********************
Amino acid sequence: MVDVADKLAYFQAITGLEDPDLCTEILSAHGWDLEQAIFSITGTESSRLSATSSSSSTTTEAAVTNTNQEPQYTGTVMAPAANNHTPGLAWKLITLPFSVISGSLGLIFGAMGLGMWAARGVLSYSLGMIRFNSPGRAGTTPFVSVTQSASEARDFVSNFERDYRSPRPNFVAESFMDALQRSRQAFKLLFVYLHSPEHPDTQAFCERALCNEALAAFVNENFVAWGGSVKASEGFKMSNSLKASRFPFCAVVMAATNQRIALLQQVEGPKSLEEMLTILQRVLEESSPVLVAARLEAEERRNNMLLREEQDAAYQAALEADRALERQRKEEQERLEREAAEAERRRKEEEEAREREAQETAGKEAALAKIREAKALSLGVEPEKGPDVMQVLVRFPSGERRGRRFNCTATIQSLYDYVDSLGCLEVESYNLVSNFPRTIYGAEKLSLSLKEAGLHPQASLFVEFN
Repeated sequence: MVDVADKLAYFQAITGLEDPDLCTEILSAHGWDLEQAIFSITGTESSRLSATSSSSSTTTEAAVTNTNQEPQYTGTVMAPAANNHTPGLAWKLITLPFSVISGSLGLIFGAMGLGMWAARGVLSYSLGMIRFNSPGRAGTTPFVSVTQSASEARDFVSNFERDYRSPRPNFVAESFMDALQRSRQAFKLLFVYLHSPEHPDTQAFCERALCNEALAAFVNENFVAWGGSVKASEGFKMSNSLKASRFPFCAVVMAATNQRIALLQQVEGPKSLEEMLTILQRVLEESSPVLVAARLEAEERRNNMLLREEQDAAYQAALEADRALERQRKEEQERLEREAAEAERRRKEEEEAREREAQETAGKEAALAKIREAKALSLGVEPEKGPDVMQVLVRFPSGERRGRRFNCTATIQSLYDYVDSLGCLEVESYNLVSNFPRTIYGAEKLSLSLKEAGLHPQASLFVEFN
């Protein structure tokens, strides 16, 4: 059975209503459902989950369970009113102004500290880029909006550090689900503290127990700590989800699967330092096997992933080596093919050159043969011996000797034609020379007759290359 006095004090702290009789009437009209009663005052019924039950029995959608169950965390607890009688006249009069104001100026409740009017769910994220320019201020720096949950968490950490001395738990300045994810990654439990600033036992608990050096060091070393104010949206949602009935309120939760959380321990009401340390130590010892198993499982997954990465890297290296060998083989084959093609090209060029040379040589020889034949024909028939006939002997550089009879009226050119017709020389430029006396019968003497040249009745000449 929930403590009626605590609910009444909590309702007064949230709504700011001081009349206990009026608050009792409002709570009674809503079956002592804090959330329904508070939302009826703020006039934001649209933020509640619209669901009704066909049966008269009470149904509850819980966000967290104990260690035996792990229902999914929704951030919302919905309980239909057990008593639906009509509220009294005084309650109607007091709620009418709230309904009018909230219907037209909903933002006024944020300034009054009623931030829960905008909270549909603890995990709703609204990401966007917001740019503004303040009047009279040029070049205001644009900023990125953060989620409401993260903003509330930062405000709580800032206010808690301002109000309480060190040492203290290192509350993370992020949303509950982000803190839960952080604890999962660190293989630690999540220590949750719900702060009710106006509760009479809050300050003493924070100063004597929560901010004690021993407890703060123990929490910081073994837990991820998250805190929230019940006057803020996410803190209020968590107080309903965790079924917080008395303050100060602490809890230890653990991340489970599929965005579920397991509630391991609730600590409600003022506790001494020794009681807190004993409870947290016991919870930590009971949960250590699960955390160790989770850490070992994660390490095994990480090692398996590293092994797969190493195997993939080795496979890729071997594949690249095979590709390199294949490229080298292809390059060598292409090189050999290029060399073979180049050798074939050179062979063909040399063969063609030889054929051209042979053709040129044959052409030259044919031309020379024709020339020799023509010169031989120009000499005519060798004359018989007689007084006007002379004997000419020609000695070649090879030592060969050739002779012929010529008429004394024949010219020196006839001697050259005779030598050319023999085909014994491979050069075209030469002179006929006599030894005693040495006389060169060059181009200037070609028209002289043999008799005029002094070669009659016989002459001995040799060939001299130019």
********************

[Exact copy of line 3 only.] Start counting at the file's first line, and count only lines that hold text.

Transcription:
């Protein structure tokens, strides 16, 4: 059975209503459902989950369970009113102004500290880029909006550090689900503290127990700590989800699967330092096997992933080596093919050159043969011996000797034609020379007759290359 006095004090702290009789009437009209009663005052019924039950029995959608169950965390607890009688006249009069104001100026409740009017769910994220320019201020720096949950968490950490001395738990300045994810990654439990600033036992608990050096060091070393104010949206949602009935309120939760959380321990009401340390130590010892198993499982997954990465890297290296060998083989084959093609090209060029040379040589020889034949024909028939006939002997550089009879009226050119017709020389430029006396019968003497040249009745000449 929930403590009626605590609910009444909590309702007064949230709504700011001081009349206990009026608050009792409002709570009674809503079956002592804090959330329904508070939302009826703020006039934001649209933020509640619209669901009704066909049966008269009470149904509850819980966000967290104990260690035996792990229902999914929704951030919302919905309980239909057990008593639906009509509220009294005084309650109607007091709620009418709230309904009018909230219907037209909903933002006024944020300034009054009623931030829960905008909270549909603890995990709703609204990401966007917001740019503004303040009047009279040029070049205001644009900023990125953060989620409401993260903003509330930062405000709580800032206010808690301002109000309480060190040492203290290192509350993370992020949303509950982000803190839960952080604890999962660190293989630690999540220590949750719900702060009710106006509760009479809050300050003493924070100063004597929560901010004690021993407890703060123990929490910081073994837990991820998250805190929230019940006057803020996410803190209020968590107080309903965790079924917080008395303050100060602490809890230890653990991340489970599929965005579920397991509630391991609730600590409600003022506790001494020794009681807190004993409870947290016991919870930590009971949960250590699960955390160790989770850490070992994660390490095994990480090692398996590293092994797969190493195997993939080795496979890729071997594949690249095979590709390199294949490229080298292809390059060598292409090189050999290029060399073979180049050798074939050179062979063909040399063969063609030889054929051209042979053709040129044959052409030259044919031309020379024709020339020799023509010169031989120009000499005519060798004359018989007689007084006007002379004997000419020609000695070649090879030592060969050739002779012929010529008429004394024949010219020196006839001697050259005779030598050319023999085909014994491979050069075209030469002179006929006599030894005693040495006389060169060059181009200037070609028209002289043999008799005029002094070669009659016989002459001995040799060939001299130019």